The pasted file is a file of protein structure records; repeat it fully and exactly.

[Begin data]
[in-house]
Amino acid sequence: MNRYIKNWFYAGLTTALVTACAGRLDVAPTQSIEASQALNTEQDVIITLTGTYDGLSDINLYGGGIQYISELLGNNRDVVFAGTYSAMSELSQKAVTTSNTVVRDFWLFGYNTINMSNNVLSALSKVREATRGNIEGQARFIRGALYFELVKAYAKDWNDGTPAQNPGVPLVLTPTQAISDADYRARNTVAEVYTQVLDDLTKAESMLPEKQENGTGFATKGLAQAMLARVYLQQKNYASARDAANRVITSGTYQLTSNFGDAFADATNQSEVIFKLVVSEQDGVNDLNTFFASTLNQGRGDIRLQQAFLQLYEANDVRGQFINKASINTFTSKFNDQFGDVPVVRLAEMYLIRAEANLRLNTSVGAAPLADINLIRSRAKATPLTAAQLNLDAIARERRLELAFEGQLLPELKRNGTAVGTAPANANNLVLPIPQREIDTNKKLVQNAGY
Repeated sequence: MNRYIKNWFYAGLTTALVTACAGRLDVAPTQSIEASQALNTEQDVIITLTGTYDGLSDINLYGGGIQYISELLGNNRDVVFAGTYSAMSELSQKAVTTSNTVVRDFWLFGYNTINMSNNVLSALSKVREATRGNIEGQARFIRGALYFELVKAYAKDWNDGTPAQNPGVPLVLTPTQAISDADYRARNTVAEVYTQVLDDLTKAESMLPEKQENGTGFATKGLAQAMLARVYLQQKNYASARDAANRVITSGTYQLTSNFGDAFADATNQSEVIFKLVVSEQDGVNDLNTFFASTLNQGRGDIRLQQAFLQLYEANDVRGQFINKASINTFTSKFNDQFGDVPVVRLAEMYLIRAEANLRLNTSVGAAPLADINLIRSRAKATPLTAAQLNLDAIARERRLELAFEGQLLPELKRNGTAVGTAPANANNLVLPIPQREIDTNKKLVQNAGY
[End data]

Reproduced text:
[in-house]
Amino acid sequence: MNRYIKNWFYAGLTTALVTACAGRLDVAPTQSIEASQALNTEQDVIITLTGTYDGLSDINLYGGGIQYISELLGNNRDVVFAGTYSAMSELSQKAVTTSNTVVRDFWLFGYNTINMSNNVLSALSKVREATRGNIEGQARFIRGALYFELVKAYAKDWNDGTPAQNPGVPLVLTPTQAISDADYRARNTVAEVYTQVLDDLTKAESMLPEKQENGTGFATKGLAQAMLARVYLQQKNYASARDAANRVITSGTYQLTSNFGDAFADATNQSEVIFKLVVSEQDGVNDLNTFFASTLNQGRGDIRLQQAFLQLYEANDVRGQFINKASINTFTSKFNDQFGDVPVVRLAEMYLIRAEANLRLNTSVGAAPLADINLIRSRAKATPLTAAQLNLDAIARERRLELAFEGQLLPELKRNGTAVGTAPANANNLVLPIPQREIDTNKKLVQNAGY
Repeated sequence: MNRYIKNWFYAGLTTALVTACAGRLDVAPTQSIEASQALNTEQDVIITLTGTYDGLSDINLYGGGIQYISELLGNNRDVVFAGTYSAMSELSQKAVTTSNTVVRDFWLFGYNTINMSNNVLSALSKVREATRGNIEGQARFIRGALYFELVKAYAKDWNDGTPAQNPGVPLVLTPTQAISDADYRARNTVAEVYTQVLDDLTKAESMLPEKQENGTGFATKGLAQAMLARVYLQQKNYASARDAANRVITSGTYQLTSNFGDAFADATNQSEVIFKLVVSEQDGVNDLNTFFASTLNQGRGDIRLQQAFLQLYEANDVRGQFINKASINTFTSKFNDQFGDVPVVRLAEMYLIRAEANLRLNTSVGAAPLADINLIRSRAKATPLTAAQLNLDAIARERRLELAFEGQLLPELKRNGTAVGTAPANANNLVLPIPQREIDTNKKLVQNAGY